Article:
§ 10. Mr. Kynoch
To ask the Secretary of State for the Home Department if he will make a statement on his plans to deal with those who repeatedly offend while on bail.
§ Mr. Maclean
Offending on bail is a serious problem. We intend to use the criminal justice Bill, which will be introduced shortly, to remove the presumption in favour of bail in all cases where a person who is already on bail is charged with an offence triable on indictment.
§ Mr. Kynoch
I am sure that the country will welcome the proposals, bearing in mind the cases that one hears of throughout the country of offences being carried out by people on bail. Is my hon. Friend aware that the bail measures are different in Scotland from those south of the border? Will he liaise closely with the Secretary of State for Scotland on the issues to try to ensure that the benefits are learned north of the border also? Will my hon. Friend give an indication of the impact on the crime rate that he expects from the measures?
§ Mr. Maclean
I assure my hon. Friend that my right hon. Friend the Secretary of State for Scotland is liaising closely with us on the matters. My hon. Friend will be aware that Scottish law is different and that it would require a different criminal justice Bill to take the measures into Scottish law, should the Secretary of State wish to do so in the near future.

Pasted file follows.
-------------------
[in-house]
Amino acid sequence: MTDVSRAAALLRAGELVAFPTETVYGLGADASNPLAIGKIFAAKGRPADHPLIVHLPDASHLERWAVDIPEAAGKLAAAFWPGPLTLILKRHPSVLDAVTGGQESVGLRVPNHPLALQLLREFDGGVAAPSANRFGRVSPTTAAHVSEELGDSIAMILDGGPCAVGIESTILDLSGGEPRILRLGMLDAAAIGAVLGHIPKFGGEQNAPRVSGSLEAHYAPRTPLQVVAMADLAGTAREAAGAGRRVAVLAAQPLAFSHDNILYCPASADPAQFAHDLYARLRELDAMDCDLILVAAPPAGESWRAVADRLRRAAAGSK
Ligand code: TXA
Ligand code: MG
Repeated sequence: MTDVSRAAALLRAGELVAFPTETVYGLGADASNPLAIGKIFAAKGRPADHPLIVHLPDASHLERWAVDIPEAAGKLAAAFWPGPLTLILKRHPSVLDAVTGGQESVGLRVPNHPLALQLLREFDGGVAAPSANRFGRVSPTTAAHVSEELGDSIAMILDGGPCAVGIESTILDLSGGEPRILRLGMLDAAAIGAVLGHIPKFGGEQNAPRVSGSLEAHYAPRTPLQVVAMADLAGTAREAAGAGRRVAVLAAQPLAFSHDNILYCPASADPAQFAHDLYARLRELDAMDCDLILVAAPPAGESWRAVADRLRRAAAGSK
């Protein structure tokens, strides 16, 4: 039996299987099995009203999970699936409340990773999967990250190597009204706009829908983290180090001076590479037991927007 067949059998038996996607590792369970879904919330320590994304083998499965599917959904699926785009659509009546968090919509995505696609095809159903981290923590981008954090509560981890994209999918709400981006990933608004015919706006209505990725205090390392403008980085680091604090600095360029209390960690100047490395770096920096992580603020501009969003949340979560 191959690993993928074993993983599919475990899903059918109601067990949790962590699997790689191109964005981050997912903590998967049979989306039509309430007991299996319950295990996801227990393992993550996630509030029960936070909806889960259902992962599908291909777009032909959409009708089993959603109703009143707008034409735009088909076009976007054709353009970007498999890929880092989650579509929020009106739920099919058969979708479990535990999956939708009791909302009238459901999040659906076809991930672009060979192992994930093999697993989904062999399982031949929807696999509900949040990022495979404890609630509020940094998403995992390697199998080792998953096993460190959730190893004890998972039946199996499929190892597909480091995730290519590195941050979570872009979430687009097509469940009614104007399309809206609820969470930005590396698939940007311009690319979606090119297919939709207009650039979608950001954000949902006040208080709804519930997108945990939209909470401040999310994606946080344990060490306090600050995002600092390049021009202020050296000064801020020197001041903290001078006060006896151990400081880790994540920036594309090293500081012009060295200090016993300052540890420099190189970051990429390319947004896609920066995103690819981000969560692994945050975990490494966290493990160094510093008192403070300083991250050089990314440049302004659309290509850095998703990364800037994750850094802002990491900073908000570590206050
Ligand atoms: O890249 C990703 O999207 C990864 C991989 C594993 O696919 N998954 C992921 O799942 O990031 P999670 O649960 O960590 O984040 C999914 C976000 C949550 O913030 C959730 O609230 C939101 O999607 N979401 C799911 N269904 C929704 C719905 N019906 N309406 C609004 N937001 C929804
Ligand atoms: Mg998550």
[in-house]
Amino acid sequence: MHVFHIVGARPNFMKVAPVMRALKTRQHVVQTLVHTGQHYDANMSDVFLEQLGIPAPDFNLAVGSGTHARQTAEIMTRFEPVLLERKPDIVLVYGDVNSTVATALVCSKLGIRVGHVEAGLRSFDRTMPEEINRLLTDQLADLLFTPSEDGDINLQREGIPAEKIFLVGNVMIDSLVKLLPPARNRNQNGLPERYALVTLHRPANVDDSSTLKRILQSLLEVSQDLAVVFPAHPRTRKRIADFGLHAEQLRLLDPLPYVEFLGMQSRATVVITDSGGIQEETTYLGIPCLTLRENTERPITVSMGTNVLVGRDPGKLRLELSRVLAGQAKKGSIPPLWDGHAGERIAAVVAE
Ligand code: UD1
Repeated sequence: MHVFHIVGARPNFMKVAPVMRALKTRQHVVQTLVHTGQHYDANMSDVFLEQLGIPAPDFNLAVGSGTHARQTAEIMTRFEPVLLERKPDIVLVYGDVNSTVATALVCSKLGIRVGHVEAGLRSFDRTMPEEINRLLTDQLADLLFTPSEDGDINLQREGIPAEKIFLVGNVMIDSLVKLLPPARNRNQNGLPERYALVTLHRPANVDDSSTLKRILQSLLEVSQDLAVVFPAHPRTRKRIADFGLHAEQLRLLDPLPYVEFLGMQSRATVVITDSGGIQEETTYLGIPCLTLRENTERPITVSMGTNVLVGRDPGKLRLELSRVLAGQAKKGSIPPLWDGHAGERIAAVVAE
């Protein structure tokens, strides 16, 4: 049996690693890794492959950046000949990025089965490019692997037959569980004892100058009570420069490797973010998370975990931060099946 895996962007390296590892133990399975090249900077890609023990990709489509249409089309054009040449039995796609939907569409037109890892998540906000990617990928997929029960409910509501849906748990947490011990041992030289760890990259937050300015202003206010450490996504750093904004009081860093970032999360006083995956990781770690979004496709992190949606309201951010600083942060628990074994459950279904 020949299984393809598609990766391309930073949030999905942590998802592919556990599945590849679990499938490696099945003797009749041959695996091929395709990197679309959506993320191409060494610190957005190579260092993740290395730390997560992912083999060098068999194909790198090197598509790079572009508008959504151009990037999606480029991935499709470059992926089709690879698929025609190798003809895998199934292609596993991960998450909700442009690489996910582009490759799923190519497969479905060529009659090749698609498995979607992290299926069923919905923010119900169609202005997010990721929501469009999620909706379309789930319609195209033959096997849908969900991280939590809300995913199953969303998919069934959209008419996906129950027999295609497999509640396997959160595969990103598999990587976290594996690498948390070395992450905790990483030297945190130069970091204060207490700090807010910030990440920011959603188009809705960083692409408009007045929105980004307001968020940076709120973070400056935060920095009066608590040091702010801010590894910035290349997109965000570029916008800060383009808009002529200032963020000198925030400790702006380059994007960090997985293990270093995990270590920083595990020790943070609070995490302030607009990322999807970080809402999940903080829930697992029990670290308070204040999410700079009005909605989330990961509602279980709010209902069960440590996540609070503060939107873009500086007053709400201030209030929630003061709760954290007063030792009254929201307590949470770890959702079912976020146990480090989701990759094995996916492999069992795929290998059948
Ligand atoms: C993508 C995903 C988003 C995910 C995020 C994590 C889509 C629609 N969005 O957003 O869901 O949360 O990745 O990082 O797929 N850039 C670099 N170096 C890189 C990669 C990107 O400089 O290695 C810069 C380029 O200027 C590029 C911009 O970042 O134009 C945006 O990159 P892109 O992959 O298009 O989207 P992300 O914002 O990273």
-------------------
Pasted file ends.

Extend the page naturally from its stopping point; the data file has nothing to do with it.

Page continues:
We expect the measures to make a significant impact. I am alarmed by research that suggests that as many as 50,000 offences may be committed by people who have been charged with an offence, been granted bail, and have then committed more offences. The whole House will agree that that is unacceptable—and because I think that the whole House will agree, I look forward to the official Opposition supporting our proposals.
§ Dr. Hendron
When the Secretary of State is considering his statement on those who offend while on bail, will he consider also making a statement on a constituent of mine by the name of Gerard Power who is at present in Belmarsh prison outside London? It is proposed that he be extradited to Germany. He has failed to get out on bail, and the Germans have said that they have been looking for him—
§ Madam Speaker
Order. I regret having to interrupt the hon. Gentleman, but his question does not relate to the subject under discussion. His question relates to extradition. Might I suggest that the hon. Gentleman makes a direct representation to the Secretary of State, who I am sure will deal with it right away? I cannot allow questions that bear no relationship to those on the Order Paper.